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Gibbs v. Attorney General of State

United States District Court, Third Circuit

July 9, 2013

OTTO G. GIBBS, Plaintiff,

Otto G. Gibbs, Wilmington, Delaware, Pro Se Plaintiff.


LEONARD P. STARK, District Judge.


Plaintiff Otto G. Gibbs ("Plaintiff') filed this action pursuant to 42 U.S.C. § 1983 alleging violations of his constitutional rights.[1] At the time the complaint was filed, Plaintiff was an inmate housed at the Howard R. Young Correctional Institution ("HRYCI") in Wilmington, Delaware. He has since been released.[2] (D.I. 7) Plaintiff appears prose and has been granted leave to proceed in forma pauperis. The Court proceeds to review and screen the Complaint pursuant to 28 U.S.C. § 1915(e)(2) and § 1915A(a).


On October 13, 1997, Plaintiff was sentenced to twenty years imprisonment after he was convicted by a jury of unlawful sexual intercourse in the second degree. See State v. Gibbs, 2011 WL 3792823 (Del. Super. Ct. Aug. 4, 2011). In anticipation of his release from prison, the State of Delaware filed a petition to have Plaintiff registered as a Tier 3 sex offender. Id. at *1. On December 20, 2010, following an evidentiary hearing, a Superior Court Commissioner ("Commissioner") denied Plaintiffs request for a continuance to obtain counsel and granted the State's request to register Plaintiff as a Tier 3 sex offender. Id. On March 8, 2011, the Delaware Superior Court approved the Commissioner's ruling and Plaintiff was designated as a Tier 3 sex offender. Id. Plaintiff alleges that the hearing was held over his objection for lack of notice and to obtain counsel. (D.I. 3 at ¶ IV.2)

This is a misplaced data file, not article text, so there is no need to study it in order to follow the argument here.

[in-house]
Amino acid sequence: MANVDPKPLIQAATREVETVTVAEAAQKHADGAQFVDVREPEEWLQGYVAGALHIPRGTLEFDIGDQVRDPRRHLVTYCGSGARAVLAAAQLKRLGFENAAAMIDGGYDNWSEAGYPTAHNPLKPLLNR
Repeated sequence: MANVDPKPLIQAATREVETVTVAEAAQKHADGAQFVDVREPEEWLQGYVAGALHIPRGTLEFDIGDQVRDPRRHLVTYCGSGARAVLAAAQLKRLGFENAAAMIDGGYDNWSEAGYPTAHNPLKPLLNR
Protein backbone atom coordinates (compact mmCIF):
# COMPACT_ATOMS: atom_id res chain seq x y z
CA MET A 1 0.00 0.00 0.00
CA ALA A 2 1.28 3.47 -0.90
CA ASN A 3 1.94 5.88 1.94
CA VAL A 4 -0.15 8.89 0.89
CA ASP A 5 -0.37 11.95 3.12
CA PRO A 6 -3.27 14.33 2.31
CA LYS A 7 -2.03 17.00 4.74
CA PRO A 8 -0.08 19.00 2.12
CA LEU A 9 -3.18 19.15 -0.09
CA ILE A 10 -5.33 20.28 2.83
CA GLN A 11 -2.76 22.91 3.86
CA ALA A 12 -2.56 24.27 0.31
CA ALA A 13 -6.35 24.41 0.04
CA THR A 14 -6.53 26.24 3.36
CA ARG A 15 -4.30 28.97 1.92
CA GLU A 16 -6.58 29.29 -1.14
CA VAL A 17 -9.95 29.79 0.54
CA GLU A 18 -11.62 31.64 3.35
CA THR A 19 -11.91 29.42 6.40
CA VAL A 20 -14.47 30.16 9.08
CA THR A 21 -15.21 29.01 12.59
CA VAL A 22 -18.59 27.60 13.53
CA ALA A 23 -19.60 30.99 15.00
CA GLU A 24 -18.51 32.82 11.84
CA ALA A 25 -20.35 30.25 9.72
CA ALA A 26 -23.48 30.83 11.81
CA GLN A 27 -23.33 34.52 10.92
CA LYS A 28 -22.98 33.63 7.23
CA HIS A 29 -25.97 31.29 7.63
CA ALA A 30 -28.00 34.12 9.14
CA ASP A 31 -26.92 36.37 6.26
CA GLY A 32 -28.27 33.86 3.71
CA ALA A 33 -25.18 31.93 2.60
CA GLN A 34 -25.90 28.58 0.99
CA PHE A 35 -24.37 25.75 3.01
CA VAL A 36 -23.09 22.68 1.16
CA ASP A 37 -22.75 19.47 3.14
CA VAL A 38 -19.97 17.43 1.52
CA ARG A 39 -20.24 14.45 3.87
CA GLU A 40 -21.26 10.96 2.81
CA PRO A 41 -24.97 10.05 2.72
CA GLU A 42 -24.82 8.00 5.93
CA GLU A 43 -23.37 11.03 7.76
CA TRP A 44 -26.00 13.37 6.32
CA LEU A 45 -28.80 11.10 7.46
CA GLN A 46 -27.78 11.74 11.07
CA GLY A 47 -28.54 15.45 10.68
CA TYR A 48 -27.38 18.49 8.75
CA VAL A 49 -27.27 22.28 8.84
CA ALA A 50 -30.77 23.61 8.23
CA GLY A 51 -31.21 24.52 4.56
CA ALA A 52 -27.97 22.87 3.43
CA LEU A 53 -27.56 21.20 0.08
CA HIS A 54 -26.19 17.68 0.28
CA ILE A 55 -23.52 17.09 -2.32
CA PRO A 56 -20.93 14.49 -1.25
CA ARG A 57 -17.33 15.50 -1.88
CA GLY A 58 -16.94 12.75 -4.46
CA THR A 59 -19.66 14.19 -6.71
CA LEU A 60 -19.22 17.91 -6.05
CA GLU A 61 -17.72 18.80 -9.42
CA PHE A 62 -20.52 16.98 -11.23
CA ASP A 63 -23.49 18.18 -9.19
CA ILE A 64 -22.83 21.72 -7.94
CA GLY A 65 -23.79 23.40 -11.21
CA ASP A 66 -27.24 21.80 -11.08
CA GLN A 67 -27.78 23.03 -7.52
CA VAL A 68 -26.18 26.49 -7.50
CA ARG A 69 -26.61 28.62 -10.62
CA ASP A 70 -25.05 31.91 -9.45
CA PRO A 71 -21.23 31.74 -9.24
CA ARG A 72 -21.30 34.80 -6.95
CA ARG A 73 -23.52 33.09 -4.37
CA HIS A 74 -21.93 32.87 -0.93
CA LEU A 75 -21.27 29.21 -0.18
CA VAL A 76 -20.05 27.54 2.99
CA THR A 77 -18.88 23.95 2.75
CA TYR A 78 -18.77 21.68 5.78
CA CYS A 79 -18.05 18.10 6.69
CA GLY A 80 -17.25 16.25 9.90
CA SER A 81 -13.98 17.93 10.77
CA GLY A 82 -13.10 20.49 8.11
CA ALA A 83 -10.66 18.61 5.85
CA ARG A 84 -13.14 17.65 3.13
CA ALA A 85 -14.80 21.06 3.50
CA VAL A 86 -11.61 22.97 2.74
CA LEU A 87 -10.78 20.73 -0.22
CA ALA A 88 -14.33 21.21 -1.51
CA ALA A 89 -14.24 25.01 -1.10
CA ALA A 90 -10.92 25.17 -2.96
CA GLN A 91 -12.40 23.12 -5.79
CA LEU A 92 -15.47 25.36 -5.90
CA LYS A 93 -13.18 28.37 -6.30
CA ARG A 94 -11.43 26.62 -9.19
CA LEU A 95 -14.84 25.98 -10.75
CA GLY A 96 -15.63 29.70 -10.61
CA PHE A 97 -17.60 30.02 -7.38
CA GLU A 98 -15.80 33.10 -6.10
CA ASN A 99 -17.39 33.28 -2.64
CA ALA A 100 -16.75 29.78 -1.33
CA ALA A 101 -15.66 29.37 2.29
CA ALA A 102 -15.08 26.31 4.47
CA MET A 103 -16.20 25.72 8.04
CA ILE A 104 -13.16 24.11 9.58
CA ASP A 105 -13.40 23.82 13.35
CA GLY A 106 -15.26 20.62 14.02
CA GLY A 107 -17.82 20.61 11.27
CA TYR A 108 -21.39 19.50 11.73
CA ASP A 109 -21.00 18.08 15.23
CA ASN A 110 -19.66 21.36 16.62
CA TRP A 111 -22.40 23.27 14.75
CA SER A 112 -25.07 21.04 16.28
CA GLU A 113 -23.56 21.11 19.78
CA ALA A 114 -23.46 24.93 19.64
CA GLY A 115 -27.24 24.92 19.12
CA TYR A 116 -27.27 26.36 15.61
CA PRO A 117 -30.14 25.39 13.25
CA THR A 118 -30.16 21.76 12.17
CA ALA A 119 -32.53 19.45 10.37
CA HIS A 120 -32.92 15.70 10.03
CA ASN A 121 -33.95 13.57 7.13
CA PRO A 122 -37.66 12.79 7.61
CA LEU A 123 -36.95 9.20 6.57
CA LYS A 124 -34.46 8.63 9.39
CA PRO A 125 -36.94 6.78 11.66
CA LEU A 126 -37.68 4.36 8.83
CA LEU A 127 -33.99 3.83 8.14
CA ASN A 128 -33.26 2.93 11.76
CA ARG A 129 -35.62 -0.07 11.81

In June 2011, Plaintiff was served with a warrant and arrested at the HYRCI for failure to register an address as a Tier 3 offender. ( Id. at ¶ IV.3) Plaintiff pled guilty to the charges on October 11, 2011, and he received a two month sentence. ( Id. at Ex. Del. Super. Ct. Crim. Docket, Crim. Action No. IN11070652) Plaintiff alleges that he was forced into taking a guilty plea. (D.I. 3 at ¶ IV.4) Plaintiff alleges that he did not receive notice of the hearing and was not provided counsel.[3] ( Id. at ¶ IV.5) On August 14, 2012, Plaintiff filed a Rule 61 motion raising the following grounds for relief: (1) denial of counsel; (2) due process violations; and (3) ex post facto and double jeopardy violations - the same grounds he now raises in the instant complaint. ( See Civ. No. 13, 455-LPS, D.I. 1 Ex) On December 4, 2012, the State Court issued a well-reasoned report and recommendation addressing all issues and summarily dismissed the Rule 61 Motion.[4] Id.

Plaintiff alleges that 11 Del. C.§ 4120(a) and/or (c) provides insufficient procedural protections, violates the Due Process Clause, Ex Post Facto and Double Jeopardy Clauses, and the right to equal protection. Plaintiff alleges that: (1) § 4120 does not provide for adequate notice of commencement of an evidentiary hearing; (2) pursuant to § 4120, the Commissioner denied Plaintiff's request for counsel over objections and notice; (3) the language in§ 4120 creates a legitimate expectation that other petitioners similarly situated were afforded counsel at the sentencing hearing; and (4) application of the statute to Plaintiff decades after he was sentenced violates the Ex Post Facto clause.

Plaintiff seeks declaratory relief that 11 Del. C. § 4120 violated his constitutional rights as well as "removal" of the October 11, 2011 guilty plea.